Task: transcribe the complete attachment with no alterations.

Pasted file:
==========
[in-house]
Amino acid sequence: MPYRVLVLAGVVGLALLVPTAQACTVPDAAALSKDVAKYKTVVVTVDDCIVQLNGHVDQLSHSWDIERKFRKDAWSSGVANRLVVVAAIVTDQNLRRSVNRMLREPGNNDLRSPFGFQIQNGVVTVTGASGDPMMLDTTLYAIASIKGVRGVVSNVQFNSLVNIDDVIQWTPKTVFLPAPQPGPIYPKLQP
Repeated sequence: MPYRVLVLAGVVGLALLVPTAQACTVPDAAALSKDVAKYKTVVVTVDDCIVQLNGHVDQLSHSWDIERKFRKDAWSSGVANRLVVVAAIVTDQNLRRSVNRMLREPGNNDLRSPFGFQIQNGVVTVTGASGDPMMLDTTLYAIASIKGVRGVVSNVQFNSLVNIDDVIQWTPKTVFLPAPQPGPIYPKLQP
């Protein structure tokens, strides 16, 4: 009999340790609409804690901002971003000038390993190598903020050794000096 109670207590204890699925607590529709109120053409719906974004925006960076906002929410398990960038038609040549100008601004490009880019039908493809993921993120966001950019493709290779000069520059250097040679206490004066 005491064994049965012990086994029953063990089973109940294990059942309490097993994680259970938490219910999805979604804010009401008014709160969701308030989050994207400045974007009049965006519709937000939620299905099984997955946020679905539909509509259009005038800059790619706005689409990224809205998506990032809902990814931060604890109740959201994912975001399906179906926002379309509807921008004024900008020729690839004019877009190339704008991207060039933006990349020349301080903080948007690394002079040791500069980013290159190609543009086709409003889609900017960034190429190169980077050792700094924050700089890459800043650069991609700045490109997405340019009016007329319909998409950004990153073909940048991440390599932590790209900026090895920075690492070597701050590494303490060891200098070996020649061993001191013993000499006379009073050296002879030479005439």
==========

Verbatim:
[in-house]
Amino acid sequence: MPYRVLVLAGVVGLALLVPTAQACTVPDAAALSKDVAKYKTVVVTVDDCIVQLNGHVDQLSHSWDIERKFRKDAWSSGVANRLVVVAAIVTDQNLRRSVNRMLREPGNNDLRSPFGFQIQNGVVTVTGASGDPMMLDTTLYAIASIKGVRGVVSNVQFNSLVNIDDVIQWTPKTVFLPAPQPGPIYPKLQP
Repeated sequence: MPYRVLVLAGVVGLALLVPTAQACTVPDAAALSKDVAKYKTVVVTVDDCIVQLNGHVDQLSHSWDIERKFRKDAWSSGVANRLVVVAAIVTDQNLRRSVNRMLREPGNNDLRSPFGFQIQNGVVTVTGASGDPMMLDTTLYAIASIKGVRGVVSNVQFNSLVNIDDVIQWTPKTVFLPAPQPGPIYPKLQP
């Protein structure tokens, strides 16, 4: 009999340790609409804690901002971003000038390993190598903020050794000096 109670207590204890699925607590529709109120053409719906974004925006960076906002929410398990960038038609040549100008601004490009880019039908493809993921993120966001950019493709290779000069520059250097040679206490004066 005491064994049965012990086994029953063990089973109940294990059942309490097993994680259970938490219910999805979604804010009401008014709160969701308030989050994207400045974007009049965006519709937000939620299905099984997955946020679905539909509509259009005038800059790619706005689409990224809205998506990032809902990814931060604890109740959201994912975001399906179906926002379309509807921008004024900008020729690839004019877009190339704008991207060039933006990349020349301080903080948007690394002079040791500069980013290159190609543009086709409003889609900017960034190429190169980077050792700094924050700089890459800043650069991609700045490109997405340019009016007329319909998409950004990153073909940048991440390599932590790209900026090895920075690492070597701050590494303490060891200098070996020649061993001191013993000499006379009073050296002879030479005439």